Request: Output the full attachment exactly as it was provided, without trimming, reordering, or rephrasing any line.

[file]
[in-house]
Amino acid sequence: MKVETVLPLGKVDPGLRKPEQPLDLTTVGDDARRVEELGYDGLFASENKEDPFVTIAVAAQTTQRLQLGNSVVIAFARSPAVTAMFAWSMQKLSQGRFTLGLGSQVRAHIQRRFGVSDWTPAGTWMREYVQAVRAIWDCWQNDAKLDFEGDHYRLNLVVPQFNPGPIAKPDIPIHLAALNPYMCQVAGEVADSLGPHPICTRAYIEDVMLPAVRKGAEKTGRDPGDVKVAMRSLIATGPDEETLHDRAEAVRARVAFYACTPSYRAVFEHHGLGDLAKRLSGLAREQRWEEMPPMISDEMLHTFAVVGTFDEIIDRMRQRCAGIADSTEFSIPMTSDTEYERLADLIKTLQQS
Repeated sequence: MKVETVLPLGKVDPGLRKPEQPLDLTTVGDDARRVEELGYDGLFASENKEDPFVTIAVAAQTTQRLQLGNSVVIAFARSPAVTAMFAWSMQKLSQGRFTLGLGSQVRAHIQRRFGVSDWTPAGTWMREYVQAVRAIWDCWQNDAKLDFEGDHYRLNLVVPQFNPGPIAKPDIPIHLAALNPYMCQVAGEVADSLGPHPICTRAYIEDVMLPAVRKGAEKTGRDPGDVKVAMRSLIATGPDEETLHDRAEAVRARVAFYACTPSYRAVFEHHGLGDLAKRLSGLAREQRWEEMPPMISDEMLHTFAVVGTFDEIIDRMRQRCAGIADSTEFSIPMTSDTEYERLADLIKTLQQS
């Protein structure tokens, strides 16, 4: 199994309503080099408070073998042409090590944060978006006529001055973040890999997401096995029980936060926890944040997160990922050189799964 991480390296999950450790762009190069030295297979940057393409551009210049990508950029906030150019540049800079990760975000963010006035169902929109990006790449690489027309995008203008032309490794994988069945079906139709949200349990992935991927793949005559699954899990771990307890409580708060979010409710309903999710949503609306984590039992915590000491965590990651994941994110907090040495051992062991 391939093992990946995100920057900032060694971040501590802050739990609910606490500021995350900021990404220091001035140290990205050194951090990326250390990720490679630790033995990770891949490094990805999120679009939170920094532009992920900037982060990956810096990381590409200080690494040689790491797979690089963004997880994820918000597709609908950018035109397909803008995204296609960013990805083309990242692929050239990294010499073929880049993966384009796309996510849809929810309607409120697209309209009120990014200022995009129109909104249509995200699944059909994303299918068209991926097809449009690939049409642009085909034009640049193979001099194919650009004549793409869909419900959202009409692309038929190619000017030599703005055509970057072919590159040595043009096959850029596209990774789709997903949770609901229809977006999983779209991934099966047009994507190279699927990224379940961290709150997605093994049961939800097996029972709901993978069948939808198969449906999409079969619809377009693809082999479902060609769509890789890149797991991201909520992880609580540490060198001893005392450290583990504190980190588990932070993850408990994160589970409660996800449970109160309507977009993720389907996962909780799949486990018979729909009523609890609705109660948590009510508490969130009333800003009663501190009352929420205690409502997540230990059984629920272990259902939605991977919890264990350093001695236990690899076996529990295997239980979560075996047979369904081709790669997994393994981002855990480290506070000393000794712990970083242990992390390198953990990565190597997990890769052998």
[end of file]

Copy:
[in-house]
Amino acid sequence: MKVETVLPLGKVDPGLRKPEQPLDLTTVGDDARRVEELGYDGLFASENKEDPFVTIAVAAQTTQRLQLGNSVVIAFARSPAVTAMFAWSMQKLSQGRFTLGLGSQVRAHIQRRFGVSDWTPAGTWMREYVQAVRAIWDCWQNDAKLDFEGDHYRLNLVVPQFNPGPIAKPDIPIHLAALNPYMCQVAGEVADSLGPHPICTRAYIEDVMLPAVRKGAEKTGRDPGDVKVAMRSLIATGPDEETLHDRAEAVRARVAFYACTPSYRAVFEHHGLGDLAKRLSGLAREQRWEEMPPMISDEMLHTFAVVGTFDEIIDRMRQRCAGIADSTEFSIPMTSDTEYERLADLIKTLQQS
Repeated sequence: MKVETVLPLGKVDPGLRKPEQPLDLTTVGDDARRVEELGYDGLFASENKEDPFVTIAVAAQTTQRLQLGNSVVIAFARSPAVTAMFAWSMQKLSQGRFTLGLGSQVRAHIQRRFGVSDWTPAGTWMREYVQAVRAIWDCWQNDAKLDFEGDHYRLNLVVPQFNPGPIAKPDIPIHLAALNPYMCQVAGEVADSLGPHPICTRAYIEDVMLPAVRKGAEKTGRDPGDVKVAMRSLIATGPDEETLHDRAEAVRARVAFYACTPSYRAVFEHHGLGDLAKRLSGLAREQRWEEMPPMISDEMLHTFAVVGTFDEIIDRMRQRCAGIADSTEFSIPMTSDTEYERLADLIKTLQQS
């Protein structure tokens, strides 16, 4: 199994309503080099408070073998042409090590944060978006006529001055973040890999997401096995029980936060926890944040997160990922050189799964 991480390296999950450790762009190069030295297979940057393409551009210049990508950029906030150019540049800079990760975000963010006035169902929109990006790449690489027309995008203008032309490794994988069945079906139709949200349990992935991927793949005559699954899990771990307890409580708060979010409710309903999710949503609306984590039992915590000491965590990651994941994110907090040495051992062991 391939093992990946995100920057900032060694971040501590802050739990609910606490500021995350900021990404220091001035140290990205050194951090990326250390990720490679630790033995990770891949490094990805999120679009939170920094532009992920900037982060990956810096990381590409200080690494040689790491797979690089963004997880994820918000597709609908950018035109397909803008995204296609960013990805083309990242692929050239990294010499073929880049993966384009796309996510849809929810309607409120697209309209009120990014200022995009129109909104249509995200699944059909994303299918068209991926097809449009690939049409642009085909034009640049193979001099194919650009004549793409869909419900959202009409692309038929190619000017030599703005055509970057072919590159040595043009096959850029596209990774789709997903949770609901229809977006999983779209991934099966047009994507190279699927990224379940961290709150997605093994049961939800097996029972709901993978069948939808198969449906999409079969619809377009693809082999479902060609769509890789890149797991991201909520992880609580540490060198001893005392450290583990504190980190588990932070993850408990994160589970409660996800449970109160309507977009993720389907996962909780799949486990018979729909009523609890609705109660948590009510508490969130009333800003009663501190009352929420205690409502997540230990059984629920272990259902939605991977919890264990350093001695236990690899076996529990295997239980979560075996047979369904081709790669997994393994981002855990480290506070000393000794712990970083242990992390390198953990990565190597997990890769052998």